Natural Resources Defense Council et al v. Metropolitan Water Reclamation

Filing 176

MEMORANDUM Opinion and Order. Signed by the Honorable John J. Tharp, Jr on 12/27/2016. Mailed notice(air, )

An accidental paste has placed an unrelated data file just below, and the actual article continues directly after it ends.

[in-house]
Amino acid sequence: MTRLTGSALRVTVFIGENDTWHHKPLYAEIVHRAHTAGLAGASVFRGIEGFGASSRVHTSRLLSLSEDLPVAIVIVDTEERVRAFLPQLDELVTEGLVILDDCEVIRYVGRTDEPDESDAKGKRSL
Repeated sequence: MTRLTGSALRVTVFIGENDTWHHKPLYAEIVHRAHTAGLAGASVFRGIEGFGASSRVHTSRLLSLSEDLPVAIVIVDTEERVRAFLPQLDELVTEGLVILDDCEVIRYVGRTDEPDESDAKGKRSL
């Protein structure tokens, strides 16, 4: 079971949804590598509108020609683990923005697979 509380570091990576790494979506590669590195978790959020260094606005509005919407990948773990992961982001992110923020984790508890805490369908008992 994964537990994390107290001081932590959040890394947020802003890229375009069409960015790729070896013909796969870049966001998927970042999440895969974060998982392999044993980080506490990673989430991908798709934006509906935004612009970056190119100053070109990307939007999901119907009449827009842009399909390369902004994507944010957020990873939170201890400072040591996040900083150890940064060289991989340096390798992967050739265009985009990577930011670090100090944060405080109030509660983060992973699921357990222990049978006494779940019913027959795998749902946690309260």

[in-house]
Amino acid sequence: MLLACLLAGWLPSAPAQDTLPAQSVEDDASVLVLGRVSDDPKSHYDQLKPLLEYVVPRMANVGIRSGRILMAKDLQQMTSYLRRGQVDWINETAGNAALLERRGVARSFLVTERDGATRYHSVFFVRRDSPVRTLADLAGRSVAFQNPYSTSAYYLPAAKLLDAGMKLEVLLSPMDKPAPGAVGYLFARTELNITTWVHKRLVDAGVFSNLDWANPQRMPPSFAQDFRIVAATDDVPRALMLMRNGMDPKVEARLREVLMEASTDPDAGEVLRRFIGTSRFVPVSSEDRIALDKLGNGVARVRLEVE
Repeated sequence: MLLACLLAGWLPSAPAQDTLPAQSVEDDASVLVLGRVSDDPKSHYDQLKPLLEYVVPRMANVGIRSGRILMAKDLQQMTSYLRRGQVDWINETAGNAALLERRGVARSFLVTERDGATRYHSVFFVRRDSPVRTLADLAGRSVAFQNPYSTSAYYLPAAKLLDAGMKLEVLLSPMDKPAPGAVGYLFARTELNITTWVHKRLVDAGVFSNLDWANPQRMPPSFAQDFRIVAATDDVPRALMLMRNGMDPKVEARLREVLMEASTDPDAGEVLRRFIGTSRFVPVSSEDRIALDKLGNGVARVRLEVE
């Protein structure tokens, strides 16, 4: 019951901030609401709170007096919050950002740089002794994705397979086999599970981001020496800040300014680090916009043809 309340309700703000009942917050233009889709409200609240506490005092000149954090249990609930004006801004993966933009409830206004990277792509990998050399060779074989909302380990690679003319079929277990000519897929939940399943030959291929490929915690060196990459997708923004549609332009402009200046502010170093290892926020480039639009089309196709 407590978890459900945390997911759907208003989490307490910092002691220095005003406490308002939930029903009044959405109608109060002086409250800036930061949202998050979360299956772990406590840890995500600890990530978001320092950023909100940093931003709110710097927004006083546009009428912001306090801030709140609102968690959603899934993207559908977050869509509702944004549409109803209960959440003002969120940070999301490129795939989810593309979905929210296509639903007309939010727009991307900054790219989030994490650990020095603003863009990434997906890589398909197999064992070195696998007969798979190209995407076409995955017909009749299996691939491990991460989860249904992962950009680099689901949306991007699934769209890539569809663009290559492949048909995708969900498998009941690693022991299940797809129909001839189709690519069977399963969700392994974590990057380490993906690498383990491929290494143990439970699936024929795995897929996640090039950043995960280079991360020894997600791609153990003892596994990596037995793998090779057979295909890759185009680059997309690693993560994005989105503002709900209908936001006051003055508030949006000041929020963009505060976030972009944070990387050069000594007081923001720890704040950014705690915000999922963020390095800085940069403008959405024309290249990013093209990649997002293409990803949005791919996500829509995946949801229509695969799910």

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UNITED STATES DISTRICT COURT NORTHERN DISTRICT OF ILLINOIS EASTERN DIVISION NATURAL RESOURCES DEFENSE COUNCIL, et al., Plaintiffs, No. 11 C 02937 v. Judge John J. Tharp, Jr. METROPOLITAN WATER RECLAMATION DISTRICT OF GREATER CHICAGO, Defendant. MEMORANDUM OPINION AND ORDER As previously recounted, the plaintiffs, Natural Resources Defense Council, Inc., Sierra Club, Inc., and Prairie Rivers Network are non-profit environmental groups who have brought this case pursuant to the citizen-suit provision of the federal Clean Water Act. In Count Two, the plaintiffs claim that the Metropolitan Water Reclamation District of Greater Chicago (“MWRD” or “District”) violated the terms of its National Pollution Discharge Elimination System (“NPDES”) permits, and thus the Act itself, at three area water reclamation plants (“WRPs”) that it operates. Specifically, the plaintiffs claim that the effluent from the WRPs contains levels of phosphorus that have caused conditions in the receiving waters that violate Illinois water quality standards with respect to levels of algal and plant growth and dissolved oxygen (“DO”). The plaintiffs maintain that the water quality standards are enforceable against the District because Special Condition 5 of the three NPDES permits for the WRPs incorporates those standards. This Court has already ruled on both parties’ motions for summary judgment, first rejecting the District’s primary-jurisidction defense and also holding that the so-called “permit shield” did not protect it to the extent it was not in compliance with Special Condition 5, which the court held incorporates the Illinois water quality standards as substantive terms of the permit, compliance with which is required in order for the permit shield to apply. The court held that the permit shield defense can apply only if the three WRPs’ effluent does not cause violations of the Illinois WQS, and therefore the defendant’s motion for summary judgment was denied. So too was the plaintiffs’s motion. The court concluded that the plaintiffs failed to establish as a matter of law that the phosphorus content of the WRPs’ effluent caused violations of the unnaturalgrowth and DO water quality standards, and that, accordingly, they did not establish any violations of Special Condition 5 of the NPDES permits and the Clean Water Act. While summary judgment proceedings were pending, another of the plaintiffs’ cases, which challenged the most recent permits granted to the District, made its way through the Illinois courts. 1 The plaintiffs lost in the admistrative appeal but won in the Illinois Appellate Court. In particular, the appellate court concluded that the permit terms merely incorporating the Illinois WQS were not enforceable as a practical matter and therefore placed no substantive restrictions on the District’s phosphorus discharges. The new permits will require reconsideration by the ICPB in light of the ruling. So, the District now comes back to this Court to raise the argument that the plaintiffs are judicially estopped from arguing that the District violated permit terms that the plaintiffs successfully argued elsewhere could not meaningfully restrict phosphorus discharges. 1 The plaintiffs here are among the group of petitioners who appealed to the Illinois Pollution Control Board the provisional 1.0 mg/L phosphorus limit in the 2013 permits. The Board granted summary judgment in favor of the District and the IEPA, upholding the phosphorus limitations as sufficient and finding no issue with the state agencies’ procedures for developing and imposing it.. Recently, however, the Illinois Appellate Court reversed the IPCB, holding that there is a genuine issue of material fact regarding whether, to prevent unnatural plant or algal growth, the phosphorus limit should be lower than 1.0 mg/L and whether Special Condition 5 is a sufficient limitation. See Prairie Rivers Network v. Illinois Pollution Control Bd., 2016 IL App (1st) 150971, ¶ 35. 2 LITIGATION BACKGROUND Familiarity with the facts of this case is assumed, and they are not set forth again here. The litigation history, however, governs the resolution of this motion. This case was filed in May 2011 (and assigned to two judges before this one). It sought enforcement of the District’s 2002 NPDES permits as to the phosphorus content of effluent from three WRPs. Briefing on the parties’ summary-judgment motions was completed in November 2014. In the meantime, the IEPA had issued renewed permits to the District, effective January 1, 2014 (the “2013 permits”). After the parties engaged in prolonged settlement negotiations, this Court ultimately denied both summary-judgment motions on March 31, 2016 (and amended its opinion slightly on April 20); both parties’ motions were denied. Thereafter, the case was set for a bench trial on January 17, 2017. Meanwhile, the plaintiffs, among others, appealed the 2013 permits to the Illinois Pollution Control Board. They argued that the permits, which newly imposed a numeric restriction on phosphorus levels of 1.0 mg/L on a monthly average, did not go far enough to limit phosphorus and that the new numerical standards were too high to ensure compliance with applicable water quality standards. The ICPB granted summary judgment for the District on December 18, 2014, upholding the 2013 permits. The plaintiffs appealed to the Illinois Appellate Court. See Prairie Rivers Network, et al. v. Illnois Pollution Control Board, Appeal No. 150971, 50 N.E.3d 680 (Ill. App. Ct. 2016) (Mot. Ex. A, ECF No. 165-3.) The plaintiffs-appellants filed their opening brief on June 7, 2015, the District responded on November 6, 2015, and the plaintiffs replied on November 20, 2015. On February 26, 2016, the appellate court ruled in favor of the plaintiffs and remanded the case to the IPCB for further proceedings on the 2013 permits. A month later, this Court ruled on the pending summary-judgment motions in this case, 3 which is directed at remedying alleged past and ongoing violations the 2002 permits. (Neither party suggests that it matters for purposes of this judicial-estoppel motion that the state court appeal addressed the 2013 permits, while this lawsuit pertains to the 2002 permits; Special Condition 5 appears, in identical form, in both.) Neither party supplemented its briefs based on the state appellate court’s decision before this Court ruled. 2 In the state appeal, the plaintiffs-appellants argued that in granting the District’s 2013 NPDES permits, the IEPA violated the Clean Water Act’s implementing regulations, and in particular, the water quality standards for offensive conditions, unnatural plant and algal growth, and the minimum dissolved oxygen standards, because the permits insufficiently restricted the amount of phosphorus in the effluent. 3 Appellants’ Br. at 1. They contended that the numeric limitation was arbitrary, not supported by the scientific record, not designed to ensure that water quality standards would not be violated, and was imposed just because the District agreed to accept that limitation. Appellants’ Br. at 19. The appellants requestion a remand to the IPCB to require IEPA to create “science based numeric phosphorus limits that comply with the law.” Id. at 20. They argued that both Illinois and federal regulations require the development of numeric phosphorus limits to prevent phosphorus pollution, id. at 24, but also that NPDES must contain limitations that also prevent the violation of the various narrative standards---i.e., the narrative standards that are the subject of this lawsuit. They expressly argued that in developing an 2 In that sense, the District’s present motion could be ruled untimely; it knew before this Court even issued the summary-judgment ruling that the plaintiff had prevailed in state court and, in the District’s view, was taking an inconsistent position in this Court. It waited seven months from the state court’s decision to raise judicial estoppel. 3 The plaintiffs-appellants’ arguments can be found in their opening and reply briefs at Exhibits B and E to the District’s motion, respectively; see Appellant’s Brief, Ex. B, ECF No.165-4; Appellant’s Reply, Ex. E, ECF No. 165-7. The District’s brief as appellee is filed at Ex. C, ECF No. 165-5. The docket citiations will not be further replicated, for ease of reading. The briefs will simply be referred to by name and page number. 4 numeric limitation,“[t]he applicable water quality standards are the offensive condition / unnatural growth standards and the dissolved oxygen standards.” Id. at 27. The appellants agreed with IEPA that Special Condition 5 of the permits addresses phosphorus discharges and “at least affords citizens an opportunity to enforce violations . . . through citizen suits” (such as this one), but that relying on Special Condition 5 alone to not meet the federal requirement for “chemicalspecific limits,” and is insufficient to ensure compliance with the WQS. Id. at 27-28. The appellants further argued that the Special Condition, which essentially just directs compliance with the law, suffered problems beyond illegality: First, this approach turns what is required to be a forward-thinking permit limit designed to prevent violations of water quality standards into a “catch me if you can”enforcement issue. Further, the condition does not provide guidance as to what monitorying should be required or otherwise lend itself to efficient enforcement. Finally, it leaves up to the discharger to decide what is necessary to meet water quality standards until corrected through an enforcement action. Id. at 28. The appellants’ many other arguments challenging the procedure and substance of the permits did not pertain to the effect of Special Condition 5. The District and its co-defendants countered that the permits were perfectly adequate and that the IEPA had fulfilled its obligations impose limitations to ensure compliance with water quality standards. The District argued that its concession to follow the 1.0 mg/L interim limitation---which techinically applies just to “new or explaning plants” went well beyond any legal obligations it has. Dist. Appellee Br. at 25. The District argued that “there is no basis under Illinois law for a more stringent phosphorus requirement in the “ 2013 permits. Id. at 27. The District also faulted the appellants, as it has in this case, for trying to use litigation to “circumvent” Illinois’ ongoing nutrient study and administrative process for “methodically developing science-based nutrient standards.” Distr. Appellee Br. at 24. The IPCB, said the 5 District, “correctly determined that [IEPA] was reasonable in imposing the 1.0 mg/L interim phosphorus limit on the District in the Permits white the State works on developing a long-range, statewide standard for that nutrient.” Id. at 28. Regarding Special Condition 5 and the narrative water quality standards (which the District did not argue were inapplicable or unenforceable, as it does in this case), the District first argued that there was no correlation or causation between its phosphorus discharges and “upstream” algal growth or growth in far-away downstream lakes. The District next argued that the appellants relied on the wrong standards for D.O. content and that, again, there was no evidence of a “connection” between the D.O. levels in the waterways receiving the phosphorus from the District’s effluent. Id. at 34. The District further argued that IEPA would have been within its rights not to impose any phosphorus limits at all, because phosphorus does not have, in the language of the Clean Water Act regulations, the “reasonable potential” to cause or contribute to violation of water-quality standards. Id. at 36. But, instead of stopping with the numeric standard, the IEPA “also included a ‘special condition’ expressly mandating that the District’s effluent cannot cause or contribute to a water quality violation.” Id. (emphasis added). Thus the District contended not only that phosphorus limitations, including the narrative water quality standards, were part of its permit, but that those limits went above and beyond what the law required the agencies to impose. In reply, the appellees returned to the insufficiency of Special Condition 5 to comply with laws enforcing water quality standards, arguing that Special Condition 5 “is not a substitute for actually taking the steps necessary to ensure that the Permits do, in fact, ensure protection by setting concrete numberic discharge limits established through scientific analysis.” Reply at 17 (emphasis in original). They cited the newly issued opinion in NRDC v. U.S. EPA, 808 F.3d 556 6 (2d Cir. 2015), which held that an analogous condition in an NPDES permit for ocean-going vessels, relying on narrative WQS, was “insufficient” to give shipowner guidance as to what is expected or tp allow any permitted authority to determin whether a shipowner is violating water quality standards.” The appellants’ argument appeared to be primarily a rebuttal to the District’s and State agencies’ arguments to the effect that Special Condition 5 ensures “that no discharge, whether by itself or in combination with any other substance, will cause a violation of applicable [WQS]” and that the appellants therefore “cannot maintain that phosphorus discharges will cause impairments to the receiving waters.” State Appellee Brief 21, Ex.D, ECF No. 165-6. The State, therefore, like the District, took the position that the narrative water quality standards incorporated into Special Condition 5 impose substantive limitations. The Illinois Appellate Court ruled in the plaintiffs’ favor and remanded the case to the ICPB to reevaluate the phosphorus limits in the 2013 permits. The appellate court first described the 2013 permits’ limits on “total phosphorus, including the numeric limit and “a ‘special condition,’ expressly mandating that the District's effluent cannot cause or contribute to water quality violations.” Prairie Rivers Network, 50 N.E.3d at 683. Given the numerous federal and state standards for NPDES permits, the court concluded ultimately that “genuine issues of material fact exist as to whether the IEPA complied with the Act and the corresponding federal and Board regulations when issuing final permits for the Stickney, Calumet, and O'Brien plants.” In particular, the Court noted the IEPA’s obligation to convert narrative standards into chemicalspecific limitations because of the difficulty with understanding and applying narrative standards to particular pollutants. Id. at 685. The Court also noted that although a numeric limit was established, “there is no evidence that such a limit was derived from any state or federal standards” and was in fact contrary to the developed record before the IPCB. Id. at 686-687. The 7 appellate court was also persuaded by the Second Circuit’s NRDC decision, explaining: “Similarly, here, the special condition did not ensure compliance with water quality standards as it gave no guidance as to what was expected from the District, nor did it allow the IEPA to determine whether the District was violating water quality standards.” Id. at 688. Special Condition 5, therefore, did not go far enough to ensure that water quality standards could be understood, followed, and enforced. DISCUSSION The District’s motion turns on the application of judicial estoppel. That equitable doctrine prevents a party who successfully litigates one position from later arguing the opposite position in another proceeding. Adkins v. VIM Recycling, Inc., 644 F.3d 483, 495 (7th Cir. 2011); Jarrard v. CDI Telecommunications, Inc., 408 F.3d 905, 914 (7th Cir. 2005) (explaining, “the doctrine aims to prevent a party that prevails in one lawsuit on one ground from repudiating that same ground in another lawsuit”); United States v. Newell, 239 F.3d 917, 921 (7th Cir. 2001) (for judicial estoppel to apply, prior inconsistent argument must have been accepted by the court in some manner). Judicial estoppel is “invoked at the court's discretion,” but three general principles guide the inquiry: “(1) whether the party's later position was ‘clearly inconsistent’ with its earlier position; (2) whether the party against whom estoppel is asserted in a later proceeding has succeeded in persuading the court in the earlier proceeding; and (3) whether the party ‘seeking to assert an inconsistent position would derive an unfair advantage or impose an unfair detriment on the opposing party if not estopped.’” In re Airadigm Communications, Inc., 616 F.3d 642, 661 (7th Cir. 2010) (citations omitted); see In re Knight–Celotex, LLC, 695 F.3d 714, 721-22 (7th Cir. 2012) (citing New Hampshire v. Maine, 532 U.S. 742 (2001)). “Additional considerations may inform the doctrine's application in specific factual contexts.” New 8 Hampshire, 532 U.S. at 751. At bottom, a litigant is not entitled to assail the integrity of the judiciary by prevailing twice on opposite theories. See Airadigm Communications, 616 F.3d at 66; In re Hovis, 356 F.3d 820, 823 (7th Cir. 2004) (“One who argues a position in court, and prevails, rarely is entitled to switch ground and argue an inconsistent position later, even within the scope of a single proceeding.”). The doctrine of law of the case also comes into play here. This Court previously ruled that Special Condition 5 imposes a substantive limitation on the District’s phosphorus discharges under its 2002 NPDES permits. The law of the case doctrine teaches that, unless it becomes evident that a ruling was clearly erroneous, a court’s decision on a rule of law should continue to govern the same issue in the same case. See Sharp Elecs. Corp. v. Metro. Life Ins. Co., 578 F.3d 505, 510 (7th Cir. 2009) (“The doctrine reflects the idea that a single court should not revisit its earlier rulings unless there is a compelling reason to do so. It is designed to further consistency, to avoid constantly revisiting rulings, and to conserve judicial resources.”); Jarrard, 408 F.3d at 911-912. The law of the case “blocks new theories as well as old ones” on a decided issue. Peoples v. United States, 403 F.3d 844, 846 (7th Cir. 2005). The parties did not move for reconsideration of the prior ruling in light of a change in precedent or some other intervening event, or because the court made some manifest error. Although it is entitled to revisit any interlocutory ruling “whicle there is still time to prevent error.” Runyon v. Applied Extrusion Techs., Inc., 619 F.3d 735, 739 (7th Cir. 2010), the court sees no reason to spontaneously reverse its prior decision on this point. Therefore the parties and the court are bound by the previous ruling that the Illinois WQS apply to the District by their incorporation into Special Condition 5 and that the narrative WQS impose a substantive limititation. That is rule that would govern at trial—if there is to be one. 9 So have the plaintiffs taken a position in federal court that is clearly inconsistent with the position they presented in state court on the issue of whether the Illinois WQS imposed substantive and enforceable limitations on phosphorus discharges by the District? The plaintiffs contend that the District has misconstrued its state-court arguments to make it appear so, but they say that they “never argued” in state court that the narrative standards incorporated into the NPDES permits through Special Condition 5 are “unenforceable,” but only that they were difficult to enforce and should be replaced or augmented with numeric, chemical-specific standards for phosphorus. Resp. Br. 1, ECF No. 166. The defendant says this is double-speak. The District argues that the Illinois Appellate Court came to its decision only by accepting the plaintiffs’ argument that the narrative critieria did not limit phosphorus discharges. In what this court considers a fair summary, the plaintiffs argued in state court that Special Condition 5 is inadequate and insufficient to protect water quality standards, and therefore that the permit needed to be remanded to the IPCB to implement workable limits for phosphorus discharges. The plaintiffs did not argue that the Condition and the WQS were entirely unforceable or could not be applied, though they noted the difficulty of doing so and the inefficiency of ex post facto enforcement through litigation after violations occurred; in other words, the existing standards were insufficient. Indeed, they expressly noted that Special Condition 5 allowed “at least” some ability to create and enforce phosphorus limitations through citizen suits, but that Special Condition 5 was a “poor substitute” for a forward-looking limitation. The District’s characterizations of the plaintiffs’ state-court arguments, therefore, and especially the suggestion that the plaintiffs argued that the narrative criteria were unenforceable are inaccurate and without any grounding in the plaintiffs’ words before the state appellate court. Therefore, there is no inconsistency, let alone a “clear” one, between the plaintiffs’ arguments in 10 that court and their arguments here. There is simply nothing wrong with trying to enforce existing limits while pushing for the imposition of more and stringent regulations going forward. It is not necessary to go further, but the court notes as well that the plaintiffs did not “prevail” in state court on the issue of the enforceability of Special Condition 5, first because they did not argue that it was unenforceable and second because the appellate court did not so hold. It simply agreed with the Second Circuit and the plaintiffs that the special condition did not relieve the IEPA of its oblibation to substantively, and proactively, address water quality standards with workable criteria in the permits themselves. Indeed, this Court’s many readings of the Prairie Rivers Network opinion leave it baffled as to how the District can argue that “there can be no doubt that Plaintiffs succeeded with their argument to th appellate court to reverse IPCB’s approval of the District’s permits on the ground that Special Condition 5 was unenforceable.” Dist. Br. 10, ECF No. 165-1 (emphasis added). Not only was nothing said about enforceability (other than the inherent difficulty), but the appellate court had many grounds for its decision that the responsible agenicies had wholly failed to follow applicable regulations in issuing the 2013 permits. Finally, as an equitable matter, this court would not apply judicial estoppel here because the plaintiffs are not the only ones who have flirted with inconsistency. In its summary judgment opinion, this court noted its surprise about the District’s arguments as summarized by the Illinois Appellate Court, as they diverged from the ones presented here. See Am Op. & Order16 n.5, ECF No. 156. The District argued in state court that Special Condition 5 “mandate[s] that the effluent cannot contribution to WQS violations.” Here, on summary judgment, it contended that Special Condition 5 had no effect because its phosphorus discharges were disclosed before the permit issued and that the narrative standards did not impose effluent limits on phosphorus. The 11 tension between these arguments, if not a “clear” inconsistency, is at least as pronounced as that afflicting the plaintiffs’arguments about the enforceability of Special Condition 5. Accordingly, barring the plaintiffs’ argument here would be inequitable, although of course as a formal matter the District’s loss in state court precludes the application of judicial estoppel against it. Nevertheless, he who comes to equity must come with clean hands. Gutierrez v. Gonzales, 458 F.3d 688, 693 (7th Cir. 2006) (quoting Precision Instrument Mfg. Co. v. Auto. Maint. Mach. Co., 324 U.S. 806, 814, (1945)). This is not to denigrate the District or suggest any wrongful action; the “unclean hands” doctrine is not at issue, but a similar principle of fair play is. In the Court’s view, both parties have strategically emphasized different points in different contexts, but the line of clear inconsistency has not been crossed, especially not by the plaintiffs, and it would not be fair to hold this sort of tactic—some might say “strategery” 4—against only one side. Moreover, the court has already adverted to the lateness of this motion, which was filed only as the parties are gearing up for trial in earnest. It would cause substantial prejudice to toss out this case based upon a legal argument that was available to the District seven months before this motion was made. The criteria for judicial estoppel do not apply. The defendant’s motion is denied. John J. Tharp, Jr. United States District Judge Date: December 27, 2016 4 See, e.g., Dan Simon, “5 Differences Between Strategy and Strategery,” Sep. 11, 2012 @ 11:55 a.m., available at (last visited 12/27/2016) (defining “strategery” as “a flimsy veneer of forethought [placed] over a largely reactive and often ineffective game-plan”). 12